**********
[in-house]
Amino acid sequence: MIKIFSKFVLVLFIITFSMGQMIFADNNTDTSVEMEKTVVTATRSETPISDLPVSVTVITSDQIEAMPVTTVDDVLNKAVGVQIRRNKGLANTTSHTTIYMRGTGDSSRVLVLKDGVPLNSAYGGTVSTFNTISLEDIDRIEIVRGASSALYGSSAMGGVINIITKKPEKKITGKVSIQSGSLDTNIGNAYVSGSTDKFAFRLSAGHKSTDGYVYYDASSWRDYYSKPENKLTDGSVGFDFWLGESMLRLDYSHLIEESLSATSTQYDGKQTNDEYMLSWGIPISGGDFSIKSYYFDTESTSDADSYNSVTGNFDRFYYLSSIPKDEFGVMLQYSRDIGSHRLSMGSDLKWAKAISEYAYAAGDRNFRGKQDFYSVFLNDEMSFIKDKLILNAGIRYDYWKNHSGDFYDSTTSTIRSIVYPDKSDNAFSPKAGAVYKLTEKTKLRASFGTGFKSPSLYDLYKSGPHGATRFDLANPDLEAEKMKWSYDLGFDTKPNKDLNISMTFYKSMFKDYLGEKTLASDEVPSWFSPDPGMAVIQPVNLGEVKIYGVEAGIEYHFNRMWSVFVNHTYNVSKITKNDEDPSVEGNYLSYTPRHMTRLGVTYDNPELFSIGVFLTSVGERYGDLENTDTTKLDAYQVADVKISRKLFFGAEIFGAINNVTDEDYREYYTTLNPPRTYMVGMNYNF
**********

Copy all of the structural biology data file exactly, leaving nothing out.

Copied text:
[in-house]
Amino acid sequence: MIKIFSKFVLVLFIITFSMGQMIFADNNTDTSVEMEKTVVTATRSETPISDLPVSVTVITSDQIEAMPVTTVDDVLNKAVGVQIRRNKGLANTTSHTTIYMRGTGDSSRVLVLKDGVPLNSAYGGTVSTFNTISLEDIDRIEIVRGASSALYGSSAMGGVINIITKKPEKKITGKVSIQSGSLDTNIGNAYVSGSTDKFAFRLSAGHKSTDGYVYYDASSWRDYYSKPENKLTDGSVGFDFWLGESMLRLDYSHLIEESLSATSTQYDGKQTNDEYMLSWGIPISGGDFSIKSYYFDTESTSDADSYNSVTGNFDRFYYLSSIPKDEFGVMLQYSRDIGSHRLSMGSDLKWAKAISEYAYAAGDRNFRGKQDFYSVFLNDEMSFIKDKLILNAGIRYDYWKNHSGDFYDSTTSTIRSIVYPDKSDNAFSPKAGAVYKLTEKTKLRASFGTGFKSPSLYDLYKSGPHGATRFDLANPDLEAEKMKWSYDLGFDTKPNKDLNISMTFYKSMFKDYLGEKTLASDEVPSWFSPDPGMAVIQPVNLGEVKIYGVEAGIEYHFNRMWSVFVNHTYNVSKITKNDEDPSVEGNYLSYTPRHMTRLGVTYDNPELFSIGVFLTSVGERYGDLENTDTTKLDAYQVADVKISRKLFFGAEIFGAINNVTDEDYREYYTTLNPPRTYMVGMNYNF